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The Derwent Singers’ Golden Jubilee Celebration Concert, Derby Cathedral

PUBLISHED: 11:43 29 June 2018

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Ashley Franklin Photography

One of the region’s premier chamber choirs, the Derwent Singers, marks its 50th anniversary this year

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Over their 50 years, the Derbyshire-based Derwent Singers has earned a constant chorus of approval. After winning two trophies at the Derby Arts Festival a few years ago, the judge spoke of ‘perfect blend and balance, real singing as one… superb colour… so musical.’ Reviews have applauded their ‘clear textures’ and ‘beautifully floated phrases’ while one performance was said to have ‘crackled with vitality.’

Formed in 1968, the Derwent Singers has long been regarded as one of the premier chamber choirs in the Midlands. Taking photographs of them at Breadsall Church recently, I was captivated by their mellifluous, harmonious singing and its immaculate precision. My camera captured the concentration, passion and pride on the face of the choir’s director Richard Roddis, whose experience as a professional choral singer, composer and conductor – he also directs the Derby Bach Choir – has enhanced the choir’s reputation since he took over as director in 2004.

Having enchanted my ear, my eye was then caught by the youthfulness of this ensemble. Of the 30 members of the choir, half are under 50, and ten are 35 or under. One of the younger members, Lara Maleen Kipp, articulates her enjoyment of choral singing: ‘There is something fundamentally vulnerable, human and honest about singing. The voice is deeply personal. Singing together, you entrust this vulnerability to others and they to you. Singing makes us more human. Apart from that, it is beautiful.’

‘Choral singing is an enjoyable and exhilarating challenge,’ declares Jenny Jones. Jenni Curtis concurs, adding that ‘there is a great sense of achievement when a difficult piece has been mastered.’

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‘I have always enjoyed singing’ says Brenda Boyden, who has sung in the choir for 40 years under seven different conductors, ‘but, for me, choral singing provides the additional pleasure of being an essential part in the creation of the harmonies.’ The same goes for Helen Alexander who especially loves singing pieces ‘when each voice seems to float above the other.’

All the choristers I spoke with enjoy the varied repertoire Richard Roddis has introduced to the choir. A typical concert can include music from the 16th century right through to the present day, both sacred and secular, a cappella or with accompaniments.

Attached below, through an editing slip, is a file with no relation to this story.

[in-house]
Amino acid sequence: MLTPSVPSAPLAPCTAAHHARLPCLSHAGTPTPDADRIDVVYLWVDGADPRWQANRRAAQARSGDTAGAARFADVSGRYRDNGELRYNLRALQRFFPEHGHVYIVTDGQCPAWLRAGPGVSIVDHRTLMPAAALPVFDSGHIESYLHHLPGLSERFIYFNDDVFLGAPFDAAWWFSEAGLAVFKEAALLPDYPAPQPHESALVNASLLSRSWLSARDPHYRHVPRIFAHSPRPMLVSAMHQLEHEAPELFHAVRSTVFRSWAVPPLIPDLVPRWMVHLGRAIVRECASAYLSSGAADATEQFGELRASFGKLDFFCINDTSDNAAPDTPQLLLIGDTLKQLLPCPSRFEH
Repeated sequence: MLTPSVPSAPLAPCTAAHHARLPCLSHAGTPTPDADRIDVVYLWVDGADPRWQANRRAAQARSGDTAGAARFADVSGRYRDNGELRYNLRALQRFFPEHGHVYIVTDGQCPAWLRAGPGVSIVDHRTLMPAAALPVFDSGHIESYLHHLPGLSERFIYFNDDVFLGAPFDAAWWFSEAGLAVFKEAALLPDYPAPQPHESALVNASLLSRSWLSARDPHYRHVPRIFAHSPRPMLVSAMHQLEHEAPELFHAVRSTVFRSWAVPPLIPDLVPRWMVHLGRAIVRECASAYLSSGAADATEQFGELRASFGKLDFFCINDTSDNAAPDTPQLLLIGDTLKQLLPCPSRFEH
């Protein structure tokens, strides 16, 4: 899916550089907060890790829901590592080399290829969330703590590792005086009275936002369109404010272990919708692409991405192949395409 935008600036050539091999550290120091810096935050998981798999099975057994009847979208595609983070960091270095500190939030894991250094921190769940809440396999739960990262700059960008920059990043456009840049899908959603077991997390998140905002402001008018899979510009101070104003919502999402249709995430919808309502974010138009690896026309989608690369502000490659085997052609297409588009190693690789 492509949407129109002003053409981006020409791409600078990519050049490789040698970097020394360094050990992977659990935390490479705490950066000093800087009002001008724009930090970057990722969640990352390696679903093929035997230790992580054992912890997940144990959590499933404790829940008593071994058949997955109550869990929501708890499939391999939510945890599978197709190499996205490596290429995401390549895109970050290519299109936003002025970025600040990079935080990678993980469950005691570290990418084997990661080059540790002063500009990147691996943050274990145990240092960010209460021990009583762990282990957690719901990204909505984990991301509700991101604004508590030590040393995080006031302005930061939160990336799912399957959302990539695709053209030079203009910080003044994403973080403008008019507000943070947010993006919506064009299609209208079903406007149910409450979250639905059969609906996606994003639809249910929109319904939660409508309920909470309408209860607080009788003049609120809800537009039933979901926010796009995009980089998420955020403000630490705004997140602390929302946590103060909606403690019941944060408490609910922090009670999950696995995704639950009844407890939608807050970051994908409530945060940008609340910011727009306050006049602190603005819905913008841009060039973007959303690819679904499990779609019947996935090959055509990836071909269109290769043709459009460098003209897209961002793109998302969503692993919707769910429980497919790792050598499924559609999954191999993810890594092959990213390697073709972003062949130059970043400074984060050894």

As well as singing in local churches and halls, the Derwent Singers’ sound has soared around sacred venues such as Southwell Minster, Ely Cathedral and even Notre Dame. Derby Cathedral is the venue for their Golden Jubilee Celebration Concert on 7th July with a programme that Richard describes as ‘above and beyond the regular repertoire.’

It’s an evening of baroque: Handel’s Dixit Dominus, Bach’s Singet dem Herrn and pieces from Latin American baroque, with authentic baroque instruments – strings, cornetti and sackbuts.

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‘This will be very special,’ promises Richard. ‘The Handel and Bach are a huge challenge of virtuosity for the choir and will be a thrilling and joyous experience for the audience. The Latin American music is fresh, exuberant and dance-like and, even though it’s baroque, it sounds incredibly modern.’

Jenni Curtis says she is ‘excited by the energetic and syncopated rhythms of the Latin American repertoire’, while Lara Maleen Kipp is looking forward to the Handel and Bach works: ‘Both composers express divinity through their music and even if you are not religious, I think it’s fair to say that in music you may glimpse God.’ There is unquestionable belief amongst the singers in Richard and that, through him, they will attain the peak of perfection on the night. For Lara, Richard brings three key attributes to the choir: ‘Dedication, passion, vision.’ Other singers add: rapport, patience and humour. And, as Richard points out, all of this is done for the joy and exhilaration of the performance: ‘For us, it’s the thrill of singing live, and when it’s done well, the sound of voices singing together meaningfully is the best musical sound there is. For the audience, there’s the thrill of hearing the music there and then – the occasion and the unrepeatability of it. Music has a unique power to lift us out of ourselves and our everyday life, to reach the soul of humanity. Better still, it can reach everyone regardless of education, culture or experience.’

‘To actually make music with your own personal instrument – your voice – is wonderful,’ declares Helen Alexander, ‘and to belong to a team of like-minded people of all ages is one of the best experiences you can have. When you perform really well, when all the notes are right and the tuning and expression is spot on, there is no greater feeling of satisfaction. The buzz you get is phenomenal, more so because the audience feels it too. 7th July is going to be a memorable night.’ u

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The Derwent Singers’ Golden Jubilee Celebration Concert is at Derby Cathedral on 7th July, 7.30pm. Tickets – reserved £20 & £30; unreserved £5, £10, £16; under 16s free (unreserved) when accompanied by an adult – book at www.derwentsingers.org.uk

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